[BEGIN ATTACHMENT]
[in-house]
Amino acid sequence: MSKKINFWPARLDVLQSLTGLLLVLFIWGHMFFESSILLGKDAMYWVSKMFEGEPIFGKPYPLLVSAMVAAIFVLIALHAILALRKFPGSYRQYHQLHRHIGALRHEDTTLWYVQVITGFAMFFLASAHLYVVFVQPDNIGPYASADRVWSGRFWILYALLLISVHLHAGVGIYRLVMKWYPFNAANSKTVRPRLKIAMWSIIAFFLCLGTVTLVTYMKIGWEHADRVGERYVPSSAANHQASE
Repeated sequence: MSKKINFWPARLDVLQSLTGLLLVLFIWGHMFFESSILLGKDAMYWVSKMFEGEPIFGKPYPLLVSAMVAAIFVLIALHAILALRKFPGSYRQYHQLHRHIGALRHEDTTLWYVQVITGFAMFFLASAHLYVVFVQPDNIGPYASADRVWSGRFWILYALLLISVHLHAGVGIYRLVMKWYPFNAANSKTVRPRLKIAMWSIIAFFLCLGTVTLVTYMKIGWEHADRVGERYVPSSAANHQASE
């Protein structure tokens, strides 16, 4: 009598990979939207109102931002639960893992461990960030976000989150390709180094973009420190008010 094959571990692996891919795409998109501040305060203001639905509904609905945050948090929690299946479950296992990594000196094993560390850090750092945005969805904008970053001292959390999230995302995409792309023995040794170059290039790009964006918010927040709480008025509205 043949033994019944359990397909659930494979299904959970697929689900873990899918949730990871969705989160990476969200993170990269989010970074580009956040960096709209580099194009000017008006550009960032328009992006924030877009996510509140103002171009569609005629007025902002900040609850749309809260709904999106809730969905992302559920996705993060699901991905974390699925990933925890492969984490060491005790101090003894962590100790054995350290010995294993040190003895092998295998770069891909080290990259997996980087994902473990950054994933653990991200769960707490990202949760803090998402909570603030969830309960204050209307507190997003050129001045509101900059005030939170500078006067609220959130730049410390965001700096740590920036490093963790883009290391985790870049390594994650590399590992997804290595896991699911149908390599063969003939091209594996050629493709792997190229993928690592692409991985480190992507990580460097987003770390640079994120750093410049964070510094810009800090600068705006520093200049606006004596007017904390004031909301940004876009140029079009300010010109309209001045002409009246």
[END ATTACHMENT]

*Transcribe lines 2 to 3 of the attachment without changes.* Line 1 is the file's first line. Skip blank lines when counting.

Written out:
Amino acid sequence: MSKKINFWPARLDVLQSLTGLLLVLFIWGHMFFESSILLGKDAMYWVSKMFEGEPIFGKPYPLLVSAMVAAIFVLIALHAILALRKFPGSYRQYHQLHRHIGALRHEDTTLWYVQVITGFAMFFLASAHLYVVFVQPDNIGPYASADRVWSGRFWILYALLLISVHLHAGVGIYRLVMKWYPFNAANSKTVRPRLKIAMWSIIAFFLCLGTVTLVTYMKIGWEHADRVGERYVPSSAANHQASE
Repeated sequence: MSKKINFWPARLDVLQSLTGLLLVLFIWGHMFFESSILLGKDAMYWVSKMFEGEPIFGKPYPLLVSAMVAAIFVLIALHAILALRKFPGSYRQYHQLHRHIGALRHEDTTLWYVQVITGFAMFFLASAHLYVVFVQPDNIGPYASADRVWSGRFWILYALLLISVHLHAGVGIYRLVMKWYPFNAANSKTVRPRLKIAMWSIIAFFLCLGTVTLVTYMKIGWEHADRVGERYVPSSAANHQASE